Pest Reduction Analysis of Onion Fields Following a Sudan Grass Rotation on Muck Soils in New York 1998
Project Leader: John Mishanec
1. Evaluate and pinpoint the causes of early-season loss in nonrotated fields through comparison with fields rotated with Sudan grass.
2. Continue to evaluate the long-term residual benefits of Sudan grass two and three years after rotation.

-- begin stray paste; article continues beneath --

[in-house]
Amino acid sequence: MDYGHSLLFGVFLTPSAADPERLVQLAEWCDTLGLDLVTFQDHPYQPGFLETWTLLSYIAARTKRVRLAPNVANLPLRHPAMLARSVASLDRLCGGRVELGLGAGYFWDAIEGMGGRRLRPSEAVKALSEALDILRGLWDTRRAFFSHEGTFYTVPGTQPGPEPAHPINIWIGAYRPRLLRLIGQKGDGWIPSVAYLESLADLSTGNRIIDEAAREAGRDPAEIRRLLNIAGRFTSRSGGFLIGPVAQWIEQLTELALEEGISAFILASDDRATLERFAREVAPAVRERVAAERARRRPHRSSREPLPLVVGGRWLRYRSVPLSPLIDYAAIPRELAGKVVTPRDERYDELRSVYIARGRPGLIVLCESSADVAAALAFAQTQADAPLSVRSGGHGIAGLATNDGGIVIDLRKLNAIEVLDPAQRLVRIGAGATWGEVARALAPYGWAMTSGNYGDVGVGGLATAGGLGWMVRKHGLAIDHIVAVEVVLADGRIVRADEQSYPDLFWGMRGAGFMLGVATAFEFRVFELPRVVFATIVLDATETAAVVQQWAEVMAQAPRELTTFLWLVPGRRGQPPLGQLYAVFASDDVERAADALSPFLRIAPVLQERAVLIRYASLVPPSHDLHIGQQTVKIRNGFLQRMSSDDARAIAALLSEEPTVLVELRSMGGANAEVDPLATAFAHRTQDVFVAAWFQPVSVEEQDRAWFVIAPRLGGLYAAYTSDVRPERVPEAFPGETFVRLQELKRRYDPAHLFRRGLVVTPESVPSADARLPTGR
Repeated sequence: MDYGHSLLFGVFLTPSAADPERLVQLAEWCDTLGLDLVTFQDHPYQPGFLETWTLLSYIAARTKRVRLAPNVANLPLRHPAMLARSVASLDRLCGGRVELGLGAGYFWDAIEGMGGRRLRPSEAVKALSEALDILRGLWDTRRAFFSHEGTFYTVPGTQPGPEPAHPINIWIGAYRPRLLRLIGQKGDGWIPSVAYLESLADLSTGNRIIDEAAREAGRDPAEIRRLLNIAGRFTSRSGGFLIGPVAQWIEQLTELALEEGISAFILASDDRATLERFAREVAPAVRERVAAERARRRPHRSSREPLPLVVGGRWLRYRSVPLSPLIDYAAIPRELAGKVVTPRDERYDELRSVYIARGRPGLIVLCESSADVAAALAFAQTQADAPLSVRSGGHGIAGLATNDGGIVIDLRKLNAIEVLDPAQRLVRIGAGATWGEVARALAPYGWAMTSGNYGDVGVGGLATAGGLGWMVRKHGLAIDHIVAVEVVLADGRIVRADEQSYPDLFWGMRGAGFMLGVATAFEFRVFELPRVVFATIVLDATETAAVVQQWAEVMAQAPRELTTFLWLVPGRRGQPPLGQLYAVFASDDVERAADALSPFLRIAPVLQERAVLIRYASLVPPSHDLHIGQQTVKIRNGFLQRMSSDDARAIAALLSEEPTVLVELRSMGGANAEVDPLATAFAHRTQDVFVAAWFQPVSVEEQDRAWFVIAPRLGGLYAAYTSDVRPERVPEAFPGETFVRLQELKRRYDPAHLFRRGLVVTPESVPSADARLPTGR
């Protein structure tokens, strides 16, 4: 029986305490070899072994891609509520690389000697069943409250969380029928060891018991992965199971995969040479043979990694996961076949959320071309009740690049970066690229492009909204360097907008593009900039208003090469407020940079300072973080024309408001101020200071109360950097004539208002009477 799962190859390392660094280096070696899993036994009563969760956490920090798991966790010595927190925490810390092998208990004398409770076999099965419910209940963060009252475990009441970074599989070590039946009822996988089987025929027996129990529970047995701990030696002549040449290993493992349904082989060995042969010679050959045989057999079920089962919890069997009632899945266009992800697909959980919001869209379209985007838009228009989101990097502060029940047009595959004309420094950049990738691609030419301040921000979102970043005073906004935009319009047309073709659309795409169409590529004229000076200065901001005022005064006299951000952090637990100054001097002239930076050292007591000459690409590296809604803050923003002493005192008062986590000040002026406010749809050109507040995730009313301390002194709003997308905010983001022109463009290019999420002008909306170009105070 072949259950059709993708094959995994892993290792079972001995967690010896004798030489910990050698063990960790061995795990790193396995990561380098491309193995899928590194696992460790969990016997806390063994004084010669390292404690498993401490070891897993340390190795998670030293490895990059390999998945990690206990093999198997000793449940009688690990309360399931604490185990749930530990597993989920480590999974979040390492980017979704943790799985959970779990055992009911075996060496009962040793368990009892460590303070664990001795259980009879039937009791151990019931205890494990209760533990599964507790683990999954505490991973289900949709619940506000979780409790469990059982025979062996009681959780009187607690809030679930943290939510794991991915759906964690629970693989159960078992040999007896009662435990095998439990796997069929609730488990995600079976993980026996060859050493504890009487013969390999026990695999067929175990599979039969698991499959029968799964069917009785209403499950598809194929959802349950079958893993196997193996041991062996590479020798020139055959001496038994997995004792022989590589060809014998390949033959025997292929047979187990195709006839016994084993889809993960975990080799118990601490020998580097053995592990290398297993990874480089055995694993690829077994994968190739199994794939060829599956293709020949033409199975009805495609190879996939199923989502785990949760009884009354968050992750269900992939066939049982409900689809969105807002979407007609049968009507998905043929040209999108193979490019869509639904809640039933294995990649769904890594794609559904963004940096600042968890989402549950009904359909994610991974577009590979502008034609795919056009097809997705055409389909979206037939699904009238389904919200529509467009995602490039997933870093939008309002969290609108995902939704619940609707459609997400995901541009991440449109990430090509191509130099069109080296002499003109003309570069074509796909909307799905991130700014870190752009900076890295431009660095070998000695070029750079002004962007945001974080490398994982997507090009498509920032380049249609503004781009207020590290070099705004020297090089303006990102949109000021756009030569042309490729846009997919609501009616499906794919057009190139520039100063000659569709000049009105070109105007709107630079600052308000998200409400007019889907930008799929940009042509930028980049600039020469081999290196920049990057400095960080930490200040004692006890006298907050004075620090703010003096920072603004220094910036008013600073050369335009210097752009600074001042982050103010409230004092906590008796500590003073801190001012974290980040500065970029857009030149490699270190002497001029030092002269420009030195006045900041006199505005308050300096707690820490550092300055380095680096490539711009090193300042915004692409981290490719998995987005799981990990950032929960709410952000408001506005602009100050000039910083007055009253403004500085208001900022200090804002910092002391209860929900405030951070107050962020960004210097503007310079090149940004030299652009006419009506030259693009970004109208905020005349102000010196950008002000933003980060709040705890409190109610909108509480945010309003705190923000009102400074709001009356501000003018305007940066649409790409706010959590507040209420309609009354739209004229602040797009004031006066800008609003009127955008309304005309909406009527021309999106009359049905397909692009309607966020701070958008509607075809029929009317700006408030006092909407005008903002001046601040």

Nonrotated onion fields and onion fields following rotation to lettuce, spinach, potatoes, and Sudan grass were evaluated for thrips, botrytis leaf blight, pink root, bacterial rot, and black mold. A statistical difference was found among these fields only in relation to black mold. Incidence of black mold was higher in nonrotated fields than in rotated fields. Evaluation of stand counts, yields and onion size revealed that stand counts and yields were higher in rotated fields, while size was slightly smaller.